Fox News senior judicial analyst Andrew Napolitano said there is more than enough evidence for the Senate to remove Donald Trump from office, insisting that any Republican senator who has told the president he will be acquitted is “unworthy of sitting as a juror” during the trial.
Napolitano, who previously served as a New Jersey Superior Court judge, has become a frequent critic of Trump and his administration, repeatedly saying that the president’s impeachment by the House of Representatives was merited. In an editorial published by Fox News on Thursday, he dismisses arguments made by Trump’s defenders, saying that there is clear evidence that the president abused his power.
“It leaves us with valid, lawful, constitutional arguments for Trump’s impeachment that he ought to take seriously,” Napolitano wrote, after explaining the legal basis for the president’s impeachment. “That is, unless he knows he will be acquitted because Republican senators have told him so. Whoever may have whispered that into his ear is unworthy of sitting as a juror and has violated the oath of impartial justice and fidelity to the Constitution and the law,” he argued.
“What is required for removal of the president?” the former judge asked. “A demonstration of presidential commission of high crimes and misdemeanors, of which in Trump’s case the evidence is ample and uncontradicted.”
Several Republican lawmakers, most prominently Senators Lindsey Graham of South Carolina and Mitch McConnell of Kentucky, have said publicly that they do not plan to be “impartial” during the trial. They have also claimed that there is no legitimate case against the president, suggesting he will almost certainly be acquitted.
Most analysts agree that it is highly unlikely the president will be removed from office. Such a vote requires a two-thirds majority, so at least 20 GOP senators would have to vote against the president along with the chamber’s 45 Democrats and two independents.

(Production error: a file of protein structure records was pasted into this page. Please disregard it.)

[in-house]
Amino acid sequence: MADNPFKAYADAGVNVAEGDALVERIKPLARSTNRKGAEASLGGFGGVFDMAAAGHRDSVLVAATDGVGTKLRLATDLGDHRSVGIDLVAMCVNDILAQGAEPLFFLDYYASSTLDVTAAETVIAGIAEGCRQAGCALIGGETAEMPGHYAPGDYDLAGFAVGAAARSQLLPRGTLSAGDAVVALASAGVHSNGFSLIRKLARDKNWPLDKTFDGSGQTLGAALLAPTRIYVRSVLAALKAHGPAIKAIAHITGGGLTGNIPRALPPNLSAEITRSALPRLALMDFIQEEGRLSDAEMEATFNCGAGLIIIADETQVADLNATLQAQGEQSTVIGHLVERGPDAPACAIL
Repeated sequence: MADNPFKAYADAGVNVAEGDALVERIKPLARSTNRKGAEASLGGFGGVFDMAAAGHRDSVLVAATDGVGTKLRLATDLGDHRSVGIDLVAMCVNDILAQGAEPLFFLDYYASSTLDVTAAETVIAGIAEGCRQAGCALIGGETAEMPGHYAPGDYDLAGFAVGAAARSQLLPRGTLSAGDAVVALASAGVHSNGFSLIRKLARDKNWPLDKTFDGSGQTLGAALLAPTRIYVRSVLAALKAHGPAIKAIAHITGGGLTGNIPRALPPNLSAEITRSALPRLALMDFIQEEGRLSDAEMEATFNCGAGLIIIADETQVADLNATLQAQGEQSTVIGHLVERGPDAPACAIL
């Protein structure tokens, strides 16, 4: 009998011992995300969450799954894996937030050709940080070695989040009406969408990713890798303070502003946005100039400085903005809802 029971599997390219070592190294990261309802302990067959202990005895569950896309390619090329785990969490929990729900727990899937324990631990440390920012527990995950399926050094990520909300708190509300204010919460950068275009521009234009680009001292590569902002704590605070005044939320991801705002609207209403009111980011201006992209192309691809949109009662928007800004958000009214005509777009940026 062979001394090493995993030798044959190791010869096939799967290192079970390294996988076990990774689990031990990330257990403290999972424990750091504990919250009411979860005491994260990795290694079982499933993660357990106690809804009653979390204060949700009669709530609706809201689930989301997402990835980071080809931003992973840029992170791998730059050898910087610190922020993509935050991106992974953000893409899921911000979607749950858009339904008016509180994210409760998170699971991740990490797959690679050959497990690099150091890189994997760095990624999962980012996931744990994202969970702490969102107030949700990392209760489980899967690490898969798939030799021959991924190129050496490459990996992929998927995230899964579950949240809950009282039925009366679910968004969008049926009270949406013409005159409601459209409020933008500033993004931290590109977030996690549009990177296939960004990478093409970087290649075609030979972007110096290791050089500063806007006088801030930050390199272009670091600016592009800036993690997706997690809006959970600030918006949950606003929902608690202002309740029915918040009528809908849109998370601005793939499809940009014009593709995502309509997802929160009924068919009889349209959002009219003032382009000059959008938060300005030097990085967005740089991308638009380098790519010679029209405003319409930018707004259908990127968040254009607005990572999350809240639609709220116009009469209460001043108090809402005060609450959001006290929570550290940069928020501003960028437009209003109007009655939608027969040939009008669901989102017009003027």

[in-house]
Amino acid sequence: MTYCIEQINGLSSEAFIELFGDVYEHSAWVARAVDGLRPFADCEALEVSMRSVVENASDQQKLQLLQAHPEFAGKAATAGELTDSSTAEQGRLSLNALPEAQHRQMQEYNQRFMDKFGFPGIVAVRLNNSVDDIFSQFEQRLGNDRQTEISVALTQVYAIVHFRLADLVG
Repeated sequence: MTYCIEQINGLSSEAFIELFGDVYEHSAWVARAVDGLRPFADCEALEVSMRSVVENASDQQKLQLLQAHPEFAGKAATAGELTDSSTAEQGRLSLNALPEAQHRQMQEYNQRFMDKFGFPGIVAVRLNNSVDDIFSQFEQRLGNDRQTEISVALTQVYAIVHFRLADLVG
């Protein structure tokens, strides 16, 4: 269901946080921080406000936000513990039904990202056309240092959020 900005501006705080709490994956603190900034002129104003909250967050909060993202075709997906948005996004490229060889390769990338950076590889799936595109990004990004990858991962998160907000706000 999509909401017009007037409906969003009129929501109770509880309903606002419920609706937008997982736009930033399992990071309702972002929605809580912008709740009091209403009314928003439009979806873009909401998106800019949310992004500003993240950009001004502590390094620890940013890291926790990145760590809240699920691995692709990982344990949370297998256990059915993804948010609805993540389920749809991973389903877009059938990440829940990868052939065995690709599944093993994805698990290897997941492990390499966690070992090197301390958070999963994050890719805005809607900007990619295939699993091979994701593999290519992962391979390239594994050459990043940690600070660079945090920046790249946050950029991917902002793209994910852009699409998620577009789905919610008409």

Alan Dershowitz, a retired Harvard law professor who will be making an argument in Trump’s defense during the trial, has said that Trump’s actions, even if all the allegations are verified, are not impeachable. Dershowitz claims that a president has to commit an explicit crime to be removed from office, a view that many constitutional scholars dispute. Napolitano, while not mentioning Dershowitz, dismissed the argument.
“The Constitution prescribes the basis for impeachment as treason, bribery or other high crimes and misdemeanors. However, this use of the word crimes does not refer to violations of federal criminal statutes,” he wrote. “It refers to behavior that is so destructive of the constitutional order that it is the moral equivalent of statutory crimes.”
Despite being a prominent commentator on Fox News, which many view as overtly supportive of the president and Republicans, Napolitano, along with several other contributors, has been a regular Trump critic. Because of the former judge’s commentary, Trump has even claimed that he has a personal vendetta against him because he was not offered a nomination to the Supreme Court.
Napolitano has disputed the claim, saying that he had been on Trump’s list but he never took the possibility seriously. Asked by the Associated Press in November about the president’s criticism, the former judge said, “I don’t resent it because I know what he’s like.”
He added, “He sees the world through his own eyes, and he doesn’t have the sensitive conscience that the rest of us do.”